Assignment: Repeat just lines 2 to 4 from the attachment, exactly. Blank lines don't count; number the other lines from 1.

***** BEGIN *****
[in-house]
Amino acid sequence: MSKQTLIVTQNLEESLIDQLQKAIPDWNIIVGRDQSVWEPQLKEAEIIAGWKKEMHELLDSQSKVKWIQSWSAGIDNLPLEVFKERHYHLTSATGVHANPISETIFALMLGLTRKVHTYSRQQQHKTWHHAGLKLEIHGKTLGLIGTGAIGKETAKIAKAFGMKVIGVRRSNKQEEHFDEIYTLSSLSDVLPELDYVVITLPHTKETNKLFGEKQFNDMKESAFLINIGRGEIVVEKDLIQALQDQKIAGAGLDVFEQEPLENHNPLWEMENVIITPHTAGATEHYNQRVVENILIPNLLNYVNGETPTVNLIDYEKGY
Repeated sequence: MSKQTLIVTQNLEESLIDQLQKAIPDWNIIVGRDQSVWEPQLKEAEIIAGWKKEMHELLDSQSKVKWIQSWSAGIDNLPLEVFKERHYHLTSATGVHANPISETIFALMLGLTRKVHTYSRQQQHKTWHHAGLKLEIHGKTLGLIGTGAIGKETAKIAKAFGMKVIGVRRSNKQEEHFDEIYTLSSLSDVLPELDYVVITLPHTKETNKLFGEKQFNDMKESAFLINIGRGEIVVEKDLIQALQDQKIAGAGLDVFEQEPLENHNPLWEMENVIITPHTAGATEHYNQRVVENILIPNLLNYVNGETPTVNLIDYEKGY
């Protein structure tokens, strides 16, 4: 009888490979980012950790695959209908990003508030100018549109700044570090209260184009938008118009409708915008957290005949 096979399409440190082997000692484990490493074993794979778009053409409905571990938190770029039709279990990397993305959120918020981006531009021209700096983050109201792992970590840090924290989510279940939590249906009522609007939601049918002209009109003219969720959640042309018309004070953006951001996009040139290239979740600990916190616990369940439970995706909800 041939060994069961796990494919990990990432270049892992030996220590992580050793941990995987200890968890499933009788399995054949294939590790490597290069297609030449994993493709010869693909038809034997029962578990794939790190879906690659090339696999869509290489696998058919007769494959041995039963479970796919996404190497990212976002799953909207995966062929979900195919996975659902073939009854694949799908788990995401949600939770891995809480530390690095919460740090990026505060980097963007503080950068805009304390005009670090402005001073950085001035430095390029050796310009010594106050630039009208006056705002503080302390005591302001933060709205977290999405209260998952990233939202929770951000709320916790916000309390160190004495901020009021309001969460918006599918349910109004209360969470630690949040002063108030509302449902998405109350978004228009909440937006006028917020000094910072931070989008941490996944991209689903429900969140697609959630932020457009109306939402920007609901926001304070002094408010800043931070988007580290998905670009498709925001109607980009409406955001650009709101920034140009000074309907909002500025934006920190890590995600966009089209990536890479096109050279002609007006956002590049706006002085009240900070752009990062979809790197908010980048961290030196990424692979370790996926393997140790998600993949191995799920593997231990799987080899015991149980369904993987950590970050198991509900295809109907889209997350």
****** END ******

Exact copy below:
Amino acid sequence: MSKQTLIVTQNLEESLIDQLQKAIPDWNIIVGRDQSVWEPQLKEAEIIAGWKKEMHELLDSQSKVKWIQSWSAGIDNLPLEVFKERHYHLTSATGVHANPISETIFALMLGLTRKVHTYSRQQQHKTWHHAGLKLEIHGKTLGLIGTGAIGKETAKIAKAFGMKVIGVRRSNKQEEHFDEIYTLSSLSDVLPELDYVVITLPHTKETNKLFGEKQFNDMKESAFLINIGRGEIVVEKDLIQALQDQKIAGAGLDVFEQEPLENHNPLWEMENVIITPHTAGATEHYNQRVVENILIPNLLNYVNGETPTVNLIDYEKGY
Repeated sequence: MSKQTLIVTQNLEESLIDQLQKAIPDWNIIVGRDQSVWEPQLKEAEIIAGWKKEMHELLDSQSKVKWIQSWSAGIDNLPLEVFKERHYHLTSATGVHANPISETIFALMLGLTRKVHTYSRQQQHKTWHHAGLKLEIHGKTLGLIGTGAIGKETAKIAKAFGMKVIGVRRSNKQEEHFDEIYTLSSLSDVLPELDYVVITLPHTKETNKLFGEKQFNDMKESAFLINIGRGEIVVEKDLIQALQDQKIAGAGLDVFEQEPLENHNPLWEMENVIITPHTAGATEHYNQRVVENILIPNLLNYVNGETPTVNLIDYEKGY
């Protein structure tokens, strides 16, 4: 009888490979980012950790695959209908990003508030100018549109700044570090209260184009938008118009409708915008957290005949 096979399409440190082997000692484990490493074993794979778009053409409905571990938190770029039709279990990397993305959120918020981006531009021209700096983050109201792992970590840090924290989510279940939590249906009522609007939601049918002209009109003219969720959640042309018309004070953006951001996009040139290239979740600990916190616990369940439970995706909800 041939060994069961796990494919990990990432270049892992030996220590992580050793941990995987200890968890499933009788399995054949294939590790490597290069297609030449994993493709010869693909038809034997029962578990794939790190879906690659090339696999869509290489696998058919007769494959041995039963479970796919996404190497990212976002799953909207995966062929979900195919996975659902073939009854694949799908788990995401949600939770891995809480530390690095919460740090990026505060980097963007503080950068805009304390005009670090402005001073950085001035430095390029050796310009010594106050630039009208006056705002503080302390005591302001933060709205977290999405209260998952990233939202929770951000709320916790916000309390160190004495901020009021309001969460918006599918349910109004209360969470630690949040002063108030509302449902998405109350978004228009909440937006006028917020000094910072931070989008941490996944991209689903429900969140697609959630932020457009109306939402920007609901926001304070002094408010800043931070988007580290998905670009498709925001109607980009409406955001650009709101920034140009000074309907909002500025934006920190890590995600966009089209990536890479096109050279002609007006956002590049706006002085009240900070752009990062979809790197908010980048961290030196990424692979370790996926393997140790998600993949191995799920593997231990799987080899015991149980369904993987950590970050198991509900295809109907889209997350």